What Is the General Agreement on Tariffs and Trade (GATT)?
The General Agreement on Tariffs and Trade (GATT), signed on Oct. 30, 1947, by 23 countries, was a legal agreement minimizing barriers to international trade by eliminating or reducing quotas, tariffs, and subsidies while preserving significant regulations. The GATT was intended to boost economic recovery after World War II through reconstructing and liberalizing global trade.
The GATT went into effect on Jan. 1, 1948. Since that beginning it has been refined, eventually leading to the creation of the World Trade Organization (WTO) on January 1, 1995, which absorbed and extended it. By this time 125 nations were signatories to its agreements, which covered about 90% of global trade.
The Council for Trade in Goods (Goods Council) is responsible for the GATT and consists of representatives from all WTO member countries. As of September 2019, the council chair is Uruguyan Ambassador José Luís Cancela Gómez. The council has 10 committees that address subjects including market access, agriculture, subsidies, and anti-dumping measures.
- The General Agreement on Tariffs and Trade (GATT) was signed by 23 countries in October 1947, after World War II, and became law on Jan. 1, 1948.
- The GATT’s purpose was to make international trade easier.
- The GATT held eight rounds in total from April 1947 to September 1986, each with significant achievements and outcomes.
- In 1995 the GATT was absorbed into the World Trade Organization (WTO), which extended it.
Understanding the General Agreement on Tariffs and Trade (GATT)
The GATT was created to form rules to end or restrict the most costly and undesirable features of the prewar protectionist period, namely quantitative trade barriers such as trade controls and quotas. The agreement also provided a system to arbitrate commercial disputes among nations, and the framework enabled a number of multilateral negotiations for the reduction of tariff barriers. The GATT was regarded as a significant success in the postwar years.
General Agreement on Tariffs and Trade (GATT)
One of the key achievements of the GATT was that of trade without discrimination. Every signatory member of the GATT was to be treated as equal to any other. This is known as the most-favored-nation principle, and it has been carried through into the WTO. A practical outcome of this was that once a country had negotiated a tariff cut with some other countries (usually its most important trading partners), this same cut would automatically apply to all GATT signatories. Escape clauses did exist, whereby countries could negotiate exceptions if their domestic producers would be particularly harmed by tariff cuts.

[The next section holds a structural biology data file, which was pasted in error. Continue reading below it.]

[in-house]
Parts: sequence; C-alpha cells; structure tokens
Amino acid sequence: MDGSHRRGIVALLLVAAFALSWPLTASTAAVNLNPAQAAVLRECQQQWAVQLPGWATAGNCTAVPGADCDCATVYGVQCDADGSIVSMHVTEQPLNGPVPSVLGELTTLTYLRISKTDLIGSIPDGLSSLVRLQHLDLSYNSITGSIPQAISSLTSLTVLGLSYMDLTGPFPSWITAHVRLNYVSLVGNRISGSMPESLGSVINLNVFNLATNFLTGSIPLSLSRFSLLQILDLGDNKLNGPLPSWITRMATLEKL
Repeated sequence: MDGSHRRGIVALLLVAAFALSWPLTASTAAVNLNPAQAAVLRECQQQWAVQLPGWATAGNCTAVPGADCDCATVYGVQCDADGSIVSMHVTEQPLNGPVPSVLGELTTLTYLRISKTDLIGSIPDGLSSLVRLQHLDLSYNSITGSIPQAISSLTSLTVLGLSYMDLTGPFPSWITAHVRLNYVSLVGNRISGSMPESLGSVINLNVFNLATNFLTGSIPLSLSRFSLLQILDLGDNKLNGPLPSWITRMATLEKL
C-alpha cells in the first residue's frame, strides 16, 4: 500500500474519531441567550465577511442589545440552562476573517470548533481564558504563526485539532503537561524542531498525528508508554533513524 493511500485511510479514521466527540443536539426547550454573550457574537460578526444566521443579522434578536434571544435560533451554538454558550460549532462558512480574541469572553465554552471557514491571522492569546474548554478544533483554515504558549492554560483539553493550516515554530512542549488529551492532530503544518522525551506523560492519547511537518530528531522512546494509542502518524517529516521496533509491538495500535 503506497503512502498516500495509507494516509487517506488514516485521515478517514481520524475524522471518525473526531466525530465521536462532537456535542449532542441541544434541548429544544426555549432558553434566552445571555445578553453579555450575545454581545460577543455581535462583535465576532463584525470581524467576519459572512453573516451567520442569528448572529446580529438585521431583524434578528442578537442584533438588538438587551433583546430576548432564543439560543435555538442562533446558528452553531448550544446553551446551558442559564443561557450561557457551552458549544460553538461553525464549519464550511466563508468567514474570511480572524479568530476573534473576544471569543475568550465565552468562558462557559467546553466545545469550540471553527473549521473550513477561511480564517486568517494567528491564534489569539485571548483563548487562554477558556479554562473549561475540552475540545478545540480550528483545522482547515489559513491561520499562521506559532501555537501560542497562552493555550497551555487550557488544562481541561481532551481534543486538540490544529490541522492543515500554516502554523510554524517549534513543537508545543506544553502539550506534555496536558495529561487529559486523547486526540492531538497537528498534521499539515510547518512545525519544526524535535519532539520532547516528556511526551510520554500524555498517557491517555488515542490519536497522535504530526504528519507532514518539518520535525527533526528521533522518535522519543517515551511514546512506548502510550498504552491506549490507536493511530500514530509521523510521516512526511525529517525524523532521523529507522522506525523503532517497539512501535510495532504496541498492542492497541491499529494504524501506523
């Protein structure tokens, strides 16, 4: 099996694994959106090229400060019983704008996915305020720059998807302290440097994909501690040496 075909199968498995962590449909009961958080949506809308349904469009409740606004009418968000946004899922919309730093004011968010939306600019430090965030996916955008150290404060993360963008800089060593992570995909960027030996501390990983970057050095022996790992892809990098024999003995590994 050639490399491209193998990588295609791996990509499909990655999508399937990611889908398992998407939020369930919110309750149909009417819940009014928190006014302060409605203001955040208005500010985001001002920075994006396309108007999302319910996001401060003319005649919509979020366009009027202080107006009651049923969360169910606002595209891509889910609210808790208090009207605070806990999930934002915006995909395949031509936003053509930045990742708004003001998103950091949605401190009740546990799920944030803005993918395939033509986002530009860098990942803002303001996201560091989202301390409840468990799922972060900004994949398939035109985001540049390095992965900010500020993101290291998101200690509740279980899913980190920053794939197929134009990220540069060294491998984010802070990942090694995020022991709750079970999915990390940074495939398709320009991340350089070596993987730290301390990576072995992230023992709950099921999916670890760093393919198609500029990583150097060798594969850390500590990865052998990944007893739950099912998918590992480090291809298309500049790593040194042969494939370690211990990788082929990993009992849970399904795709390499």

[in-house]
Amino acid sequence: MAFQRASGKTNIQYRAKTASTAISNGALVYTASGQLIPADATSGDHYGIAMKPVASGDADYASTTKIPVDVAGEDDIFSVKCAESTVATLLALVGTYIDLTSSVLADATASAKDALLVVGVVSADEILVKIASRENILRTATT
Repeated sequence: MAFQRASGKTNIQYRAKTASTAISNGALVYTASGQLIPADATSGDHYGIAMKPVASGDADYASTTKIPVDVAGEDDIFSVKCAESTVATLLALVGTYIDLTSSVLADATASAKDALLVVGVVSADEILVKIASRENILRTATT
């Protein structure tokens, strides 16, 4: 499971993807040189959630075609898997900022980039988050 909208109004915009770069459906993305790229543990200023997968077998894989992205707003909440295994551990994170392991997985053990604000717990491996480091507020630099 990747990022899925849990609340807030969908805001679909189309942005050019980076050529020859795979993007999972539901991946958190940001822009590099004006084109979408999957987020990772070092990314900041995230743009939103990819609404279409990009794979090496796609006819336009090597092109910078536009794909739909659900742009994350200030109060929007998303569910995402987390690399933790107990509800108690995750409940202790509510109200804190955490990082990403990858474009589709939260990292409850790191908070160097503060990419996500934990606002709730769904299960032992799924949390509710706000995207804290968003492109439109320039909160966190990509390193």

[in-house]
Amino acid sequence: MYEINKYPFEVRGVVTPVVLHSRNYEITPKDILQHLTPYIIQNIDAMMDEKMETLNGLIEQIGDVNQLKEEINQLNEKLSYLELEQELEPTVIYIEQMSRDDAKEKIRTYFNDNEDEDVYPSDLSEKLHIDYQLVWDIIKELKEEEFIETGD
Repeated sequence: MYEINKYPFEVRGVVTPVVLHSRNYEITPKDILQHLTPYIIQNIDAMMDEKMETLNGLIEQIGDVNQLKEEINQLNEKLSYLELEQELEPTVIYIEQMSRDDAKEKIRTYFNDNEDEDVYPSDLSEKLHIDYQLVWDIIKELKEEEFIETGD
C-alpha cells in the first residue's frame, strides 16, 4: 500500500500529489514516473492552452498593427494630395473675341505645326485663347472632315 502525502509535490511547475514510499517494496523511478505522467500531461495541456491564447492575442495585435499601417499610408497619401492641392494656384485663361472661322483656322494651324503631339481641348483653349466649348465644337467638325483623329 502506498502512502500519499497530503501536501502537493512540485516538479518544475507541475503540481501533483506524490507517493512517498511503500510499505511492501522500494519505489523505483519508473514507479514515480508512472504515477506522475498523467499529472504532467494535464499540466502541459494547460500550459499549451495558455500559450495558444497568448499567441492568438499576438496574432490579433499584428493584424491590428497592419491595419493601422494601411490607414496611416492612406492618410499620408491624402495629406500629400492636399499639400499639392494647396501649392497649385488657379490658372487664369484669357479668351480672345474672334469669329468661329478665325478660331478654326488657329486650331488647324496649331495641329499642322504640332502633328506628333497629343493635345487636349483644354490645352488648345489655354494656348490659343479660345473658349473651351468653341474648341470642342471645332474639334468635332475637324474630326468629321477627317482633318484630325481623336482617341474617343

Most nations adopted the most-favored-nation principle in setting tariffs, which largely replaced quotas. Tariffs (preferable to quotas but still a trade barrier) were in turn cut steadily in rounds of successive negotiations.
The GATT instituted the most-favored-nation principle in tariff agreements among members.
History of the General Agreement on Tariffs and Trade (GATT)
The GATT held eight rounds of meetings between April 1947 and September 1986. Each of the conferences had significant achievements and outcomes.
- The first meeting was in Geneva, Switzerland, and included 23 countries. The focus in this opening conference was on tariffs. The members established tax concessions touching over US$10 billion of trade around the globe.
- The second series of meetings began in April 1949 and were held in Annecy, France. Again, tariffs were the primary topic. Thirteen countries were at the second meeting, and they accomplished an additional 5,000 tax concessions reducing tariffs.
- In September 1950 the third series of GATT meetings occurred in Torquay, England. This time 38 countries were involved, and almost 9,000 tariff concessions passed, reducing tax levels by as much as 25%.
- Japan became involved in the GATT for the first time in 1956 at the fourth meeting along with 25 other countries. The meeting was in Geneva, Switzerland, and again the committee reduced worldwide tariffs, this time by US$2.5 billion.
This series of meetings and reduced tariffs would continue, adding new GATT provisions in the process. The average tariff rate fell from around 22%, when the GATT was first signed in Geneva in 1947, to around 5% by the end of the Uruguay Round, concluded in 1993, which also negotiated the creation of the WTO.
In 1964 the GATT began to work toward curbing predatory pricing policies. These policies are known as dumping. As the years have passed, the countries have continued to attack global issues, including addressing agriculture disputes and working to protect intellectual property.